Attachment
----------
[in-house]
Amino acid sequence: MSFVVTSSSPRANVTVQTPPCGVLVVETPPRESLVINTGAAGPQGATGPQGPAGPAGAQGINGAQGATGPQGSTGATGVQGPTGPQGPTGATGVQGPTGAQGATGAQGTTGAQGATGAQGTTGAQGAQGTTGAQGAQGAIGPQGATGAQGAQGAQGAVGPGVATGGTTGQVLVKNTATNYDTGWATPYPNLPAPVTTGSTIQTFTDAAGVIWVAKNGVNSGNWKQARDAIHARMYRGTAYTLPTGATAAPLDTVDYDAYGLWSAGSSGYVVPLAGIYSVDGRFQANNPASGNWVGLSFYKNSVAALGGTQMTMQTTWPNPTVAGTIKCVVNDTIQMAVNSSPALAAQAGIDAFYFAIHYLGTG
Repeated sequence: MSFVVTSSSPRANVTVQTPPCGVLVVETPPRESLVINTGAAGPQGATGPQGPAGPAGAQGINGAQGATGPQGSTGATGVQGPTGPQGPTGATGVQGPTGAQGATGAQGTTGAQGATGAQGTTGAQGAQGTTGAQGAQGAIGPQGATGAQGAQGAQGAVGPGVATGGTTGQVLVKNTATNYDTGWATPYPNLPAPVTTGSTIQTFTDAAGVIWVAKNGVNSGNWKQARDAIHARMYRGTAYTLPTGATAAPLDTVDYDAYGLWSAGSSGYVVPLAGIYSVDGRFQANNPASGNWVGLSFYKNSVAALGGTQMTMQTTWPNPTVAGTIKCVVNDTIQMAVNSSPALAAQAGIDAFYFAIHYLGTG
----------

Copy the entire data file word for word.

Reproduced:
[in-house]
Amino acid sequence: MSFVVTSSSPRANVTVQTPPCGVLVVETPPRESLVINTGAAGPQGATGPQGPAGPAGAQGINGAQGATGPQGSTGATGVQGPTGPQGPTGATGVQGPTGAQGATGAQGTTGAQGATGAQGTTGAQGAQGTTGAQGAQGAIGPQGATGAQGAQGAQGAVGPGVATGGTTGQVLVKNTATNYDTGWATPYPNLPAPVTTGSTIQTFTDAAGVIWVAKNGVNSGNWKQARDAIHARMYRGTAYTLPTGATAAPLDTVDYDAYGLWSAGSSGYVVPLAGIYSVDGRFQANNPASGNWVGLSFYKNSVAALGGTQMTMQTTWPNPTVAGTIKCVVNDTIQMAVNSSPALAAQAGIDAFYFAIHYLGTG
Repeated sequence: MSFVVTSSSPRANVTVQTPPCGVLVVETPPRESLVINTGAAGPQGATGPQGPAGPAGAQGINGAQGATGPQGSTGATGVQGPTGPQGPTGATGVQGPTGAQGATGAQGTTGAQGATGAQGTTGAQGAQGTTGAQGAQGAIGPQGATGAQGAQGAQGAVGPGVATGGTTGQVLVKNTATNYDTGWATPYPNLPAPVTTGSTIQTFTDAAGVIWVAKNGVNSGNWKQARDAIHARMYRGTAYTLPTGATAAPLDTVDYDAYGLWSAGSSGYVVPLAGIYSVDGRFQANNPASGNWVGLSFYKNSVAALGGTQMTMQTTWPNPTVAGTIKCVVNDTIQMAVNSSPALAAQAGIDAFYFAIHYLGTG